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Posts Tagged ‘Hesteyri’

I woke up early and almost woke my bro because I could feel rain on the way.  But I was tired so I figured he needed sleep too.  I just scuttled into my tent before the rain started, sure enough.  One can hear so much more when you’re not in a tent.

In the rain I saw a line of swans come slowly down the hill to the pond, chattering away.  It was hard to kept count as they navigated the bushes, but there were possibly 9 little white S-curves behind the big capital S mama swan.

We got a break in the rain to break camp, and then we climbed the east mouth of the fjord valley, skirting the pond. We expected it to be very marshy but it wasn’t bad at all.  It rained most of our climb up the other side.  Already tired, it was a dreary and challenging trudge.  There was no view, because it was socked in, and there was no visual reference for our destination, because it was socked in.

Over and over there were “false summits”, where it appeared we’d finally hit the plateau at the top, but after walking a little farther more hill would loom out of the mist.

We had one Arctic fox sighting, one little brown furball dashing away from our intrusion.

Everywhere there were swans.  Usually there was one bright white couple in each small pond we came upon, but there were two pairs of swans in Teislavatn (sp?).  At the next lake, far up the hill in a pond surrounded by rock, there was another pair of swans.  In their rugged environment and the stinging rain, we dubbed them “back to the land” swans.

Today was hard going and plodding.  Over the top, there was a very long, long flat, on the rocky plain, marked with cairns.  In weather more inclement, they would be nearly useless, but from each cairn we could see the next; the visibility wasn’t that limited.

Our route drifted down towards sea level again after we saw the lighthouse at ? from above.  The rain lifted but the greyness didn’t.  Derek went blazing ahead because bugs suddenly appeared, swarming us like adoring fans.  Most unpleasant was sucking a bunch in on an inhale, something that fortunately doesn’t happen to Justin Beiber.

Over and over we crossed little streams, and the going was very up and down, although overall down.  Here trails began again, and it was very nice to have a trail to follow.  Pathfinding is kind of mentally tiring.

Finally we reached the beach and followed that to the attraction of Hesteyri, an “abandoned” town.

A trudging day. You can see how happy we are about it.

We trekked around, checking out the houses, and were disappointed.  Nothing seemed abandoned nor neglected.  Everything was locked up, well-secured and maintained.  Peering into windows revealed some very attractively appointed houses, that looked so much like they were locked up and walked away from yesterday it was discomfiting.  There was even a guesthouse, clearly equipped to entertain large groups.  There were coats hanging inside doors, boots in the tray, dropped gloves and tools, and food and dishes in evidence.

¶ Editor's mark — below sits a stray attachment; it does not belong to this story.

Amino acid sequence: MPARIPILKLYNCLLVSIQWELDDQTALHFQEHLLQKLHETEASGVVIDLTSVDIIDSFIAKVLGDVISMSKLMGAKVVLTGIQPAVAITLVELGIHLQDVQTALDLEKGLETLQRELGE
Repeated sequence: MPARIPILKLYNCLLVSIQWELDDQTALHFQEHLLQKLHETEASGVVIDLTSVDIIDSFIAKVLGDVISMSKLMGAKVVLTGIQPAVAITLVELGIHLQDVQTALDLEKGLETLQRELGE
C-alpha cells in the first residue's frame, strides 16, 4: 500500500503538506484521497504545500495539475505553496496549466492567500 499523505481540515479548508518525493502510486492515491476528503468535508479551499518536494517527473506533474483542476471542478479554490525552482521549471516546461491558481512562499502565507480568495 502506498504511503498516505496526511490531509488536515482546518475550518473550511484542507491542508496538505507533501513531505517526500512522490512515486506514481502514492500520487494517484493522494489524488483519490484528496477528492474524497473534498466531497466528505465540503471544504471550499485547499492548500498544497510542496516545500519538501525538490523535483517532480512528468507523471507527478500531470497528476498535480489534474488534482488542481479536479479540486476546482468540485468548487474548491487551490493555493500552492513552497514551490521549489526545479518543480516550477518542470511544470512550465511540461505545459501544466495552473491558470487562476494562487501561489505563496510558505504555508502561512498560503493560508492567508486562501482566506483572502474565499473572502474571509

If this is a place abandoned in the 70’s, then the gnomes run an impressive maid service.

We cooked in the shelter of an old ruined foundation a little way from the “town”, barefoot.  My feet were cold and soaked white and they needed a break from the sopping boots.  A 100% hot meal, with soup to start, tortellini for main, hot chocolate to finish was just the ticket.   I got into dry clothes and we were off to bed at 6pm.  My legs were twitching as I drifted off, achingly tired.  I could feel them healing as I slept, trying to keep up with what I was asking of them awake.

I woke up again at 9, but the fjord was all locked up in fog, so there was nothing to get up for.

For just a few more pictures of this day, click Extra Photos

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Although I still love sleeping outside, I was ready for a hot pool.

I woke up irritated by the wind battering on my tent.  The sound of it intruded on my dreams until I woke up resentfully, and found that it wasn’t my dreams; the worst gusts of wind were flattening my tent right down to my face.  At least that was unique enough to be interesting.

There was nothing for it but to get up and bag my feet. I was pretty pleased with myself for producing two plastic bags somehow out of my luggage, out of the depleted food supplies no doubt, and I bagged my feet and last dry socks against my sodden hikers.  It was fabulous, however brief.  They didn’t last.  The plastic breached and slowly my socks sponged up water, but it started the day out right.

Alone, I hiked past Hesteyri to the mysterious red brick smokestack we could see past the town, that turned out to be an old whaling station.  I didn’t see any evidence of whales; the carcasses were of big beached iron ovens with rusted bellies and gnarled straps and gears.  None of it made sense to me, but the scale was amazing and impressive.  There were huge warehouse floors, ovens, and the tower was startng to crumble.  Some walls and whole structures were intact, but the roofs were caved in and rotting, and I felt weirdly unadventurous and reluctant to go squeezing into cracks in tumbledown buildings or to go under moss-covered partial roofs.  I trust the manmade much less than natural crevasses and outcroppings.  The trail to the whaling station was varied by bridges and little waterfalls, but I’d brought no camera.